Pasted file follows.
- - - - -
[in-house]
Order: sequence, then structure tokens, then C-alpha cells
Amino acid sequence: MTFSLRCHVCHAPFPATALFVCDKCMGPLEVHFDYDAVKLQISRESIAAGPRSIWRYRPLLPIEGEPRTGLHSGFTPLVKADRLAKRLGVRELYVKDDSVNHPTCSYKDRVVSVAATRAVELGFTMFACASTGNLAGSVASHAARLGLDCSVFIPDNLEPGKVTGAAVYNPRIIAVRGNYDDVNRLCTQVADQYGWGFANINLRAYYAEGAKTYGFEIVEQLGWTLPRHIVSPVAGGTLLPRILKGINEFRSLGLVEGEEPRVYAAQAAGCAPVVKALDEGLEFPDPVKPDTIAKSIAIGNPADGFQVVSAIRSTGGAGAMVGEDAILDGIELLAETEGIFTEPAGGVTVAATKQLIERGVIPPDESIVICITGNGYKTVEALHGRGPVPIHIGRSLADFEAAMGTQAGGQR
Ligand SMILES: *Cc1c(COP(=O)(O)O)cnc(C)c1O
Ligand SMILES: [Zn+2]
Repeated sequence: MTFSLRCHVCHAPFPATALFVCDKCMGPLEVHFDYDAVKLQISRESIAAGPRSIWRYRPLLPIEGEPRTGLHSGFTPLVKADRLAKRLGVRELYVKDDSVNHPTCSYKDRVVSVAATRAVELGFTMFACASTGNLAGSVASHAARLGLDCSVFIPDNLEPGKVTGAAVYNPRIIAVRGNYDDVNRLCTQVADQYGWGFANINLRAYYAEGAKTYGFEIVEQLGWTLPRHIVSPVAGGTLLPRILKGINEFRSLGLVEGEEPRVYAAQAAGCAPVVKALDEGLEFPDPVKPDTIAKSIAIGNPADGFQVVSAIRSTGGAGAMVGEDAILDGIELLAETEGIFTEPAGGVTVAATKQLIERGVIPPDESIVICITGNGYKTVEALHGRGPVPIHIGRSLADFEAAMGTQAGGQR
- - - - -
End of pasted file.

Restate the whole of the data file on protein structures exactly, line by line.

[in-house]
Order: sequence, then structure tokens, then C-alpha cells
Amino acid sequence: MTFSLRCHVCHAPFPATALFVCDKCMGPLEVHFDYDAVKLQISRESIAAGPRSIWRYRPLLPIEGEPRTGLHSGFTPLVKADRLAKRLGVRELYVKDDSVNHPTCSYKDRVVSVAATRAVELGFTMFACASTGNLAGSVASHAARLGLDCSVFIPDNLEPGKVTGAAVYNPRIIAVRGNYDDVNRLCTQVADQYGWGFANINLRAYYAEGAKTYGFEIVEQLGWTLPRHIVSPVAGGTLLPRILKGINEFRSLGLVEGEEPRVYAAQAAGCAPVVKALDEGLEFPDPVKPDTIAKSIAIGNPADGFQVVSAIRSTGGAGAMVGEDAILDGIELLAETEGIFTEPAGGVTVAATKQLIERGVIPPDESIVICITGNGYKTVEALHGRGPVPIHIGRSLADFEAAMGTQAGGQR
Ligand SMILES: *Cc1c(COP(=O)(O)O)cnc(C)c1O
Ligand SMILES: [Zn+2]
Repeated sequence: MTFSLRCHVCHAPFPATALFVCDKCMGPLEVHFDYDAVKLQISRESIAAGPRSIWRYRPLLPIEGEPRTGLHSGFTPLVKADRLAKRLGVRELYVKDDSVNHPTCSYKDRVVSVAATRAVELGFTMFACASTGNLAGSVASHAARLGLDCSVFIPDNLEPGKVTGAAVYNPRIIAVRGNYDDVNRLCTQVADQYGWGFANINLRAYYAEGAKTYGFEIVEQLGWTLPRHIVSPVAGGTLLPRILKGINEFRSLGLVEGEEPRVYAAQAAGCAPVVKALDEGLEFPDPVKPDTIAKSIAIGNPADGFQVVSAIRSTGGAGAMVGEDAILDGIELLAETEGIFTEPAGGVTVAATKQLIERGVIPPDESIVICITGNGYKTVEALHGRGPVPIHIGRSLADFEAAMGTQAGGQR